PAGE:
– laurent
    Commented Oct 26, 2011 at 15:23
  • You can also use the ntfsresize utility.
    – Anonymous
    Commented Oct 26, 2011 at 17:23

2 Answers 2


I turned on the PC and didn't realize it didn't have the Ubuntu CD in so it tried to boot into Windows. When I came back to it I realized it had started running chkdsk, because before I couldn't boot into safe mode I scheduled it to run chkdsk. After it completed the Vista partition no longer had an exclamation mark next to it and I am able to shrink it. It's currently shrinking now and its been on the real resize stage for a while but apparently it's normal if it takes a long time. (Extra info: I did cancel it because I didn't think anything was happening but it messed up the partition. Somehow chkdsk was scheduled again so I was able to resize it again. I'll be sure not to cancel it this time.)

So if anyone else has this problem, run chkdsk /r at Safe Mode with Command Prompt, or the recovery console if you have it (I don't).

  • I just wanted to add that if there really had been no way to get back into Windows, downloading and burning (or making a bootable USB) from an ISO of a Windows disc is probably your best bet. You can legally download most of the ISOs, even from torrents -- as long as you don't install it, obviously. All of the discs from Vista on include both Startup Repair and a command prompt that allows you to run chkdsk and other tools offline. Commented Jan 11, 2014 at 1:55
  • Yes, however, when you run from an installation disk, you have to specify the hard-disk as well, example chkdsk C: /f. Using chkdsk /f will give you a "write protected" error.
    – mchid
    Commented Jun 12, 2014 at 3:12

Firs try this from within Ubuntu (In the terminal):

sudo ntfsfix /dev/sda3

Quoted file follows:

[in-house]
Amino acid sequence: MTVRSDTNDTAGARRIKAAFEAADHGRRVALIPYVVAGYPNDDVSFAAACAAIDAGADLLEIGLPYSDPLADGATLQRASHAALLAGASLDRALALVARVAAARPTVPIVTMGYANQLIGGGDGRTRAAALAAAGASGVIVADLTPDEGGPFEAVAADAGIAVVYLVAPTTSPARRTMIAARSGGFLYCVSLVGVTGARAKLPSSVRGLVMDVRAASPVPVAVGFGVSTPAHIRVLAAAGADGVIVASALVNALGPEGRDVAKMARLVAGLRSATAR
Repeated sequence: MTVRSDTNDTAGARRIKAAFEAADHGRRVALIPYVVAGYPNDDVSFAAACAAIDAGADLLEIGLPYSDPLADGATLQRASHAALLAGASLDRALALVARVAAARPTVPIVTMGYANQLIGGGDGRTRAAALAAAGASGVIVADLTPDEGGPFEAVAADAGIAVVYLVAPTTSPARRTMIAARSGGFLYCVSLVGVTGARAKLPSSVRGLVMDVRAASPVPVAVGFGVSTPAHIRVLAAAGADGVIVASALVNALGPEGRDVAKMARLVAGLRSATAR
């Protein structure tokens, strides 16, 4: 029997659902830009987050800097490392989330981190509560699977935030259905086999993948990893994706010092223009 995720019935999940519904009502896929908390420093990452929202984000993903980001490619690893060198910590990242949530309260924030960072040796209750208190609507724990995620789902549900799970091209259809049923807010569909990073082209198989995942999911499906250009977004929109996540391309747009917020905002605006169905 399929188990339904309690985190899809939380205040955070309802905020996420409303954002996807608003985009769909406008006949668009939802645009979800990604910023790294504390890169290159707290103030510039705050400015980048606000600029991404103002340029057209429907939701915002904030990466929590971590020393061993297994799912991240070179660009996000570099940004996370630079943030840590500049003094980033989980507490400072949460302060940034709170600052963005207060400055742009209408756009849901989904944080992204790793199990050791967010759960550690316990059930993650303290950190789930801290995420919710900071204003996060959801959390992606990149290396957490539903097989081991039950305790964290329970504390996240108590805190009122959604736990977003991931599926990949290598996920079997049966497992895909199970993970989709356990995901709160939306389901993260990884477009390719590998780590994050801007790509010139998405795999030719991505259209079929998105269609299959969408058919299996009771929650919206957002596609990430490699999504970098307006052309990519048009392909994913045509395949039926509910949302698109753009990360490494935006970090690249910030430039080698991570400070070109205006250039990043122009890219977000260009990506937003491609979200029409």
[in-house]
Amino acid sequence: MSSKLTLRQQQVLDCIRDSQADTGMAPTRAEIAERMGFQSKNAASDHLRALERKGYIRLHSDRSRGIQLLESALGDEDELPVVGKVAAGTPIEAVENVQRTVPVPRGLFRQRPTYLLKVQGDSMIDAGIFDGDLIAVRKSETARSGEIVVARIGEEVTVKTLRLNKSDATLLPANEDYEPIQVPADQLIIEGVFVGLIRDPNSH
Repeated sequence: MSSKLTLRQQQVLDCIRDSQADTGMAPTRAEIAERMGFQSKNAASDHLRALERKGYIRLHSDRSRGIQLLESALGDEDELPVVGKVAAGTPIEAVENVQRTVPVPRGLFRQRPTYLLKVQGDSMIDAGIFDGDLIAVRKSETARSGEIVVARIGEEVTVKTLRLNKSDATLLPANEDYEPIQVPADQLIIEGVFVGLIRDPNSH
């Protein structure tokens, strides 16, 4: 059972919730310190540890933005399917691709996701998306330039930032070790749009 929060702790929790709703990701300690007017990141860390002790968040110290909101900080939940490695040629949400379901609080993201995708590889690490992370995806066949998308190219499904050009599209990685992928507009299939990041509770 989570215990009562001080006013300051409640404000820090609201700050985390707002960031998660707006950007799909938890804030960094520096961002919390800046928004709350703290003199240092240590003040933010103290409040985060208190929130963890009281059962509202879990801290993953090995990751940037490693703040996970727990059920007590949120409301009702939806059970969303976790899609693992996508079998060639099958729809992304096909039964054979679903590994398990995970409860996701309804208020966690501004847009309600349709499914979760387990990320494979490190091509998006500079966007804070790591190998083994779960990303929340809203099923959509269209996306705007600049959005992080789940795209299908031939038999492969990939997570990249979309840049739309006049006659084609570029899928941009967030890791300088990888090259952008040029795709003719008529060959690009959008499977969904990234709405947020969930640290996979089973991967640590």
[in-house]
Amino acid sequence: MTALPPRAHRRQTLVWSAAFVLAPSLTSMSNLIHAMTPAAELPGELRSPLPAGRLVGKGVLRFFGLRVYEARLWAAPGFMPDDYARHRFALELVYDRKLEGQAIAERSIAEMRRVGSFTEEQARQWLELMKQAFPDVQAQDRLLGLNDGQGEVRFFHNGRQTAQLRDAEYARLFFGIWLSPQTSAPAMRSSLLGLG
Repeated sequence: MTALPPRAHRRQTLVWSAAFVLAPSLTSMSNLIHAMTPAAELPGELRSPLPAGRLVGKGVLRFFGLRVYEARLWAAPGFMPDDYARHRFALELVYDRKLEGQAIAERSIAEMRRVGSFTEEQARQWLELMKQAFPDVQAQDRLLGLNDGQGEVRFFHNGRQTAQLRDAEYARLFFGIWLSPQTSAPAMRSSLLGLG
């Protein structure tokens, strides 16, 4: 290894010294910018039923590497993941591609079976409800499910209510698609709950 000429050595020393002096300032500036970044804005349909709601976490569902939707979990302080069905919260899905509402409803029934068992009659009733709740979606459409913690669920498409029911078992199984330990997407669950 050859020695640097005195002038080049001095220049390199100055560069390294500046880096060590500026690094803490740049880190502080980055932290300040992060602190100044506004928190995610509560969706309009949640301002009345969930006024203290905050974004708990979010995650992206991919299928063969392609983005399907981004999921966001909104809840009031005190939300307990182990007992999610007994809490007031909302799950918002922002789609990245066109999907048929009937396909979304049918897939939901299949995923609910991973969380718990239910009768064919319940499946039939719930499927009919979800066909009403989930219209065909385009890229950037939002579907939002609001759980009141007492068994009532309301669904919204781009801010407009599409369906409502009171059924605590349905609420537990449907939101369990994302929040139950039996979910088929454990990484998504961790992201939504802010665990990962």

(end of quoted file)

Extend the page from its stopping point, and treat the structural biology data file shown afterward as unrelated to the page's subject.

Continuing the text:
It will try to fix as much as it can. If it does fix the problems the do the following before the disk dies on you:

sudo apt-get install ntfsprogs

which should give you support for NTFS filesystem in Gparted.

Then just open gparted and resize/check the filesystem. This is all assuming that the check with ntfsfix went fine and the check with gparted did also.

If both go bad and you still can not boot with the ntfs partition I suggest looking for another PC than you can connect the hard drive, fix the problem there or do a backup.

  • Thanks for trying to help but it didn't work, I've updated my question. Commented Oct 26, 2011 at 16:02
  • Did you try the last resort about moving the hard drive to another windows machine? Commented Oct 26, 2011 at 16:34
  • I've got a netbook, but if you mean literally moving it, it might not fit... Or I could try the LAST resort, backing up and deleting the bad partition. Commented Oct 26, 2011 at 16:41
  • Well normally the laptop/netbook hard drives have the same Sata connections as regular Desktop hard drives. So you can still connect it to a normal PC. Commented Oct 26, 2011 at 16:48
  • 4
    BTW, ntfsprogs no longer exists in apt Commented Feb 17, 2018 at 21:35